Check windshield wiper blades to make sure they work well. In some instances, specially designed snow blades are an effective alternative to conventional wiper blades.
Have a mechanic test the antifreeze/coolant.
Make sure tires are properly inflated according to the owner’s manual. Underinflated, and overniflated, tires won’t grip the road as well as they should. Plus, if tire tread is worn or thin, they may hydroplane on wet roads.
Always keep the gas tank at least half full. The extra volume will help reduce moisture problems in the fuel system and can add helpful weight to the car.
Keep extra weight in the trunk or truck bed of rear-wheel drive vehicles. (Caution: Unsecured objects can shift while the car is moving or if you stop suddenly.) Bags of sand can add weight and be used on ice to help provide traction.
Keep an emergency kit in the car: blanket or extra clothes, candle with matches, snacks, beverages (never alcohol), flares, a small shovel, flashlight, windshield scraper, tow rope, cat litter or sand for traction and long jumper cables.
If you can move a night trip to daytime, do it. Visibility will not only be better, but if you have an emergency, you’re more likely to receive roadside assistance during the day.
Check road conditions and plan the best route to your destination. Avoid roads with hills, busy streets and bridges if you can. Ice is more likely to form and be most slippery in shaded areas, on bridges and overpasses, and in intersections.
Don’t rush in bad weather.
Cut down on distractions. Don’t play the radio. Don’t talk on the phone or eat while driving. Limit passengers to just one, if possible; carrying on a conversation can be distracting while trying to negotiate wintry roads.
Scrape the ice and snow from every window and exterior rear view mirrors; don’t just clear a patch on the windshield. Also brush off snow from the hood, roof, trunk, turn signals, lights and fender wells.
Try to remove ice and snow from your shoes before you get into the car. As they melt they create moisture in the car, which can fog up the windows inside. To reduce the fogging, turn the air recirculation switch to “off.” You can also run the air conditioner, which will act as a dehumidifier for a few minutes.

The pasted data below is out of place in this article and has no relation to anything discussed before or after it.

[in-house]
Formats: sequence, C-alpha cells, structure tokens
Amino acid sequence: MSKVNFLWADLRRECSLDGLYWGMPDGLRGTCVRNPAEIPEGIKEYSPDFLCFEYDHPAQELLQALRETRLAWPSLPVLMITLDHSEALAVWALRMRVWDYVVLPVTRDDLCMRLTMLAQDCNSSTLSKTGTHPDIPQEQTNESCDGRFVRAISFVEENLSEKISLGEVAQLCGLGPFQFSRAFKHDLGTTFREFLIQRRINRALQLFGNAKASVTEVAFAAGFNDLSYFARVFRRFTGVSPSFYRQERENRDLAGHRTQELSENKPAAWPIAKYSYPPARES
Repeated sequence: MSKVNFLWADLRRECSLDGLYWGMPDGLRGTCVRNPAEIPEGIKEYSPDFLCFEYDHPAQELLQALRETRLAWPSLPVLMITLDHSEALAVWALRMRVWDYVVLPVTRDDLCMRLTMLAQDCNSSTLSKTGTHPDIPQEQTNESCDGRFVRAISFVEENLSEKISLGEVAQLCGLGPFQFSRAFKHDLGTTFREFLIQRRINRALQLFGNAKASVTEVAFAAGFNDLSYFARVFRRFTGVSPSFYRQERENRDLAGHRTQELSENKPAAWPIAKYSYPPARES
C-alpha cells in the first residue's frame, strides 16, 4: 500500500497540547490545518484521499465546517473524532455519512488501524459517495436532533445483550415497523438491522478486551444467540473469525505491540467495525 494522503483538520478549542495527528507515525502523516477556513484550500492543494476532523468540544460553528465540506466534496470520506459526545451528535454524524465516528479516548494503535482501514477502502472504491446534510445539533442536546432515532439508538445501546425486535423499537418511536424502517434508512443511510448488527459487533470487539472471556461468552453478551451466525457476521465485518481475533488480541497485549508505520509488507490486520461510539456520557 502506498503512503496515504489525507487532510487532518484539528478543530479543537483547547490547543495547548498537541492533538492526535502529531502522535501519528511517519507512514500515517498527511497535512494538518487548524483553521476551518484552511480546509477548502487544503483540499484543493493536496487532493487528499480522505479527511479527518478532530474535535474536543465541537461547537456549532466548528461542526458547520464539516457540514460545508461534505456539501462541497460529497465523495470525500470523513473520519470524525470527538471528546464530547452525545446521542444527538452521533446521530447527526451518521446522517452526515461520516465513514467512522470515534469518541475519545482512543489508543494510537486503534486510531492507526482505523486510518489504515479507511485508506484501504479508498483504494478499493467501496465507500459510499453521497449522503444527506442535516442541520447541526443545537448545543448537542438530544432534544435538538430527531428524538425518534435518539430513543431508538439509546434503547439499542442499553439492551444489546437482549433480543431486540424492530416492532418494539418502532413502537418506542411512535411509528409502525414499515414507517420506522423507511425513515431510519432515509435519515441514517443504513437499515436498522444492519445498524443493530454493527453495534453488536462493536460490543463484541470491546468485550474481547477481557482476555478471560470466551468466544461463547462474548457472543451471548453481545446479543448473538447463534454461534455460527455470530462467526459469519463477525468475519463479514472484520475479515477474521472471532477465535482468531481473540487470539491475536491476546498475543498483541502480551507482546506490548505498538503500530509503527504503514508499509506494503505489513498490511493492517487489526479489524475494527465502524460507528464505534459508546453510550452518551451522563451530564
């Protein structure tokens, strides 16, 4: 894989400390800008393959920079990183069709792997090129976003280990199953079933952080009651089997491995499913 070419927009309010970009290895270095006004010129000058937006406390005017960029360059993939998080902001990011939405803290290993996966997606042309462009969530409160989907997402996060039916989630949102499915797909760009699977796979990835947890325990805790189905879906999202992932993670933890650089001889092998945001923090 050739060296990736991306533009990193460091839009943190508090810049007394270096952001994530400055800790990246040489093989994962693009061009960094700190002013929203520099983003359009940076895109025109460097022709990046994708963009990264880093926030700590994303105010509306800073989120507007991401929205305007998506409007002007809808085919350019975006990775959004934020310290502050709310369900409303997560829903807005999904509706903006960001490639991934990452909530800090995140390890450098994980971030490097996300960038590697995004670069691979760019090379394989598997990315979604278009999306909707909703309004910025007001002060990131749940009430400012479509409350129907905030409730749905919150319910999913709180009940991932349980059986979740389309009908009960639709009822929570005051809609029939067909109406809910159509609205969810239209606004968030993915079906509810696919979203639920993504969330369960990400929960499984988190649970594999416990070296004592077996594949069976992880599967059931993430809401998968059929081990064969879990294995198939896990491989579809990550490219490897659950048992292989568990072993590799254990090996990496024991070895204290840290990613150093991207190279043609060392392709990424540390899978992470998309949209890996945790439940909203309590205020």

Adjust the head rests. Rear-end collisions are common in winter and a properly adjusted head rest can prevent or reduce neck injuries.
Drive like you have no brakes: Cautiously. Remember that the posted speed limits are the maximum speed under ideal weather conditions.
Keep your hands near the horn. The warning you give another driver about to make a dangerous move might save you from a collision.
Always drive with lights on. In fog and heavy snow, low beams light up the road better than high beams.
Don’t drive too close. Keep a 6- to 10-second cushion between you and the car in front of you. If someone is too close behind you, don’t speed up; slow down and let them go around you.
Use a light touch on the brakes. The best technique for stopping on snow or ice is “threshold” or “squeeze” braking. Apply brakes firmly to a point just short of locking up and ease off the brake pedal slightly. Steady pressure is better than “pumping” the brakes. If your car has anti-lock brakes – and many newer cars do – check the owner’s manual for instructions and warnings on how to use them.
Slow down before approaching an intersection. Scan left and right for cars on cross streets. If you’re having trouble slowing down, they are, too.
After a stop, press the accelerator slowly to start again. With manual transmission, reduce wheel spin by starting in second gear. If you have an automatic transmission with a second-gear shift, use it.
When approaching an icy hill, choose a path that will give you more traction.
Watch the cars ahead. Avoid the spots where they spin their tires or slide backward. Head for unpacked snow or powder instead, for a better grip.
If your wheels lose grip, gradually release pressure from the brake or accelerator.
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